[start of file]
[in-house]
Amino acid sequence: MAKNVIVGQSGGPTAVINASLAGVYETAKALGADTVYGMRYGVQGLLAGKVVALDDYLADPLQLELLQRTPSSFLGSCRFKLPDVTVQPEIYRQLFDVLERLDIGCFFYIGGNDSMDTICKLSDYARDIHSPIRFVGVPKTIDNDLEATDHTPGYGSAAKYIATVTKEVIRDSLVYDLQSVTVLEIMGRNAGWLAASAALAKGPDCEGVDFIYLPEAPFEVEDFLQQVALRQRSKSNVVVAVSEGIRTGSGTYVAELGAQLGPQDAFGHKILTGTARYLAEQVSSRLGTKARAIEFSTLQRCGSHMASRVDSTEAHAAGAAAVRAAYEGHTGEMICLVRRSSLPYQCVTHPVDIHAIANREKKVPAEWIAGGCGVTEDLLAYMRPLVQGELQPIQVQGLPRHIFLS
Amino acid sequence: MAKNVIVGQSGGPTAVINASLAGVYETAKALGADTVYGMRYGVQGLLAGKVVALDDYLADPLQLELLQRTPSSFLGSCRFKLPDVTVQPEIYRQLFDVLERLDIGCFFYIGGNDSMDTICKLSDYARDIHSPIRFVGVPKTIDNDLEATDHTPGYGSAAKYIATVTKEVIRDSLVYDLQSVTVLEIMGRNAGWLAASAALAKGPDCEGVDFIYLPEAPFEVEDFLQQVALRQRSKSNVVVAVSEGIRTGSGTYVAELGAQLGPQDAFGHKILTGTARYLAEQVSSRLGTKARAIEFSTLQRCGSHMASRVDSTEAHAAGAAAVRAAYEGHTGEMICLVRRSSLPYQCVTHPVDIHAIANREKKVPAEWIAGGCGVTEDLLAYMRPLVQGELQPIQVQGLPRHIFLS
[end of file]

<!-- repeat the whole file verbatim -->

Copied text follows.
[in-house]
Amino acid sequence: MAKNVIVGQSGGPTAVINASLAGVYETAKALGADTVYGMRYGVQGLLAGKVVALDDYLADPLQLELLQRTPSSFLGSCRFKLPDVTVQPEIYRQLFDVLERLDIGCFFYIGGNDSMDTICKLSDYARDIHSPIRFVGVPKTIDNDLEATDHTPGYGSAAKYIATVTKEVIRDSLVYDLQSVTVLEIMGRNAGWLAASAALAKGPDCEGVDFIYLPEAPFEVEDFLQQVALRQRSKSNVVVAVSEGIRTGSGTYVAELGAQLGPQDAFGHKILTGTARYLAEQVSSRLGTKARAIEFSTLQRCGSHMASRVDSTEAHAAGAAAVRAAYEGHTGEMICLVRRSSLPYQCVTHPVDIHAIANREKKVPAEWIAGGCGVTEDLLAYMRPLVQGELQPIQVQGLPRHIFLS
Amino acid sequence: MAKNVIVGQSGGPTAVINASLAGVYETAKALGADTVYGMRYGVQGLLAGKVVALDDYLADPLQLELLQRTPSSFLGSCRFKLPDVTVQPEIYRQLFDVLERLDIGCFFYIGGNDSMDTICKLSDYARDIHSPIRFVGVPKTIDNDLEATDHTPGYGSAAKYIATVTKEVIRDSLVYDLQSVTVLEIMGRNAGWLAASAALAKGPDCEGVDFIYLPEAPFEVEDFLQQVALRQRSKSNVVVAVSEGIRTGSGTYVAELGAQLGPQDAFGHKILTGTARYLAEQVSSRLGTKARAIEFSTLQRCGSHMASRVDSTEAHAAGAAAVRAAYEGHTGEMICLVRRSSLPYQCVTHPVDIHAIANREKKVPAEWIAGGCGVTEDLLAYMRPLVQGELQPIQVQGLPRHIFLS